This exhibition, titled Atmospheres: The Wall, The Sea, and The Storm, features work by architecture students in the 2018 Florence summer program.
The history of Italian urbanism is inseparable from the idea of a walled city as a settlement guarded by heavy fortifications for defense against enemies old and new. From Florence to Siena—and even further afield to Venice, whose lagoon could also be seen as a fortification in its own right—the idea of a city wall is intertwined with politics, social order, and the concept of the “enemy.” Paralleling this historical trajectory is our own moment, when walls are being built yet again, aimed at breaking the waves of immigrants on their path to new life.
Using the contemporary refugee crisis in the Mediterranean as its main focus, the 2018 Florence summer studio questions the idea of the wall, tackling also the related problems of separation and interment. By repurposing the old city walls of Florence, the studio proposes new public spaces that would welcome the others, rather than rejecting them. Ultimately, within the confines of the old city wall, a new space for world immigrants is envisioned: from memorials and schools to public parks and housing. These spaces serve as a refuge from the political tempest of displacement and a safe haven for voluntary and involuntary transients. While they do not necessarily provide a blueprint for a political solution, these imaginary walled spaces act as visual and rhetorical devices that open up a dialogue about the role of architecture in the era of global displacement.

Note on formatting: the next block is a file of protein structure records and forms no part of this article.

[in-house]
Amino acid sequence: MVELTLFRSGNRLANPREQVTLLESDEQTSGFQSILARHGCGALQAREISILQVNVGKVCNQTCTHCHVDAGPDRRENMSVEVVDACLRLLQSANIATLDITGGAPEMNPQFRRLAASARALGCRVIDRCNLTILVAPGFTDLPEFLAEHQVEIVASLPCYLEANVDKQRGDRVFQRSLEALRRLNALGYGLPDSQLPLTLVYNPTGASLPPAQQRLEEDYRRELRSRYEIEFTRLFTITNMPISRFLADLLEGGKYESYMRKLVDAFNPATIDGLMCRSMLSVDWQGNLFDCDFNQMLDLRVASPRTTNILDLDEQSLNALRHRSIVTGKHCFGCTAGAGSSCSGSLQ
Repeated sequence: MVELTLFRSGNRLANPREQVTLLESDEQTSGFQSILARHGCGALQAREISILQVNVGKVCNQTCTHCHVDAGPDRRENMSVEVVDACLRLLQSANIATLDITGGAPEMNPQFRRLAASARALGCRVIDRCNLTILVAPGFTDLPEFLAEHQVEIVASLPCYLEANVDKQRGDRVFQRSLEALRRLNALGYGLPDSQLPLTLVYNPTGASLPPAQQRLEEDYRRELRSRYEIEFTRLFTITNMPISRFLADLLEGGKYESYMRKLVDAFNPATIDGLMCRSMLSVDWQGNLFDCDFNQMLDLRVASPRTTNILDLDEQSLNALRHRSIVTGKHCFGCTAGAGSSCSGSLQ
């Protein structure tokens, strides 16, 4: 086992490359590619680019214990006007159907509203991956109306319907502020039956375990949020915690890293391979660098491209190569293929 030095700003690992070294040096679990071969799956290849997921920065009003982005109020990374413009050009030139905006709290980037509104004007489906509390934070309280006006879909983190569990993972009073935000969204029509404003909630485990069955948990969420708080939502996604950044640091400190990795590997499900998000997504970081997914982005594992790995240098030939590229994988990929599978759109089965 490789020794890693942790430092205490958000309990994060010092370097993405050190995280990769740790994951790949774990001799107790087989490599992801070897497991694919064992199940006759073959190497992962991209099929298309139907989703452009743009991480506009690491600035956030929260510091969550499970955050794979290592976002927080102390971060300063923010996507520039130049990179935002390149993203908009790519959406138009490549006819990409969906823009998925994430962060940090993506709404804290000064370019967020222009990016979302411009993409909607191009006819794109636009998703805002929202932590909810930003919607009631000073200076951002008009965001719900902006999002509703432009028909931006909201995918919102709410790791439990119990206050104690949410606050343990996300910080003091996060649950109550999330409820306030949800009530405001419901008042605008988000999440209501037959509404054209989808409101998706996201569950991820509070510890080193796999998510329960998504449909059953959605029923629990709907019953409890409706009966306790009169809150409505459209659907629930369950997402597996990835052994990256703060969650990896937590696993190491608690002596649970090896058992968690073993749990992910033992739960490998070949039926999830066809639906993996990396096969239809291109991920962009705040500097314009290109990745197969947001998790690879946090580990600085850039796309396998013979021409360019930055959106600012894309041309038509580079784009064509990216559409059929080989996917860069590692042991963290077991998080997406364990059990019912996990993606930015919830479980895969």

Faculty: Igor Marjanović, professor and course coordinator; Alexandra Waller, lecturer; and Carmon Colangelo (printmaking workshop, Ralph J. Nagel Dean.
Students: Charlie Bodell, Catherine Xinyang Chen, Zinan Chi, Wentao Guo, Helen Han, Qian Huang, Philipp Kentner, Julie Kim, Yin Li, Yixuan Li, Yutong Ma, Rebecca Shen, Josiah Simmons, Corinna Siu, Aaron Smolar, and Phoenix Yang.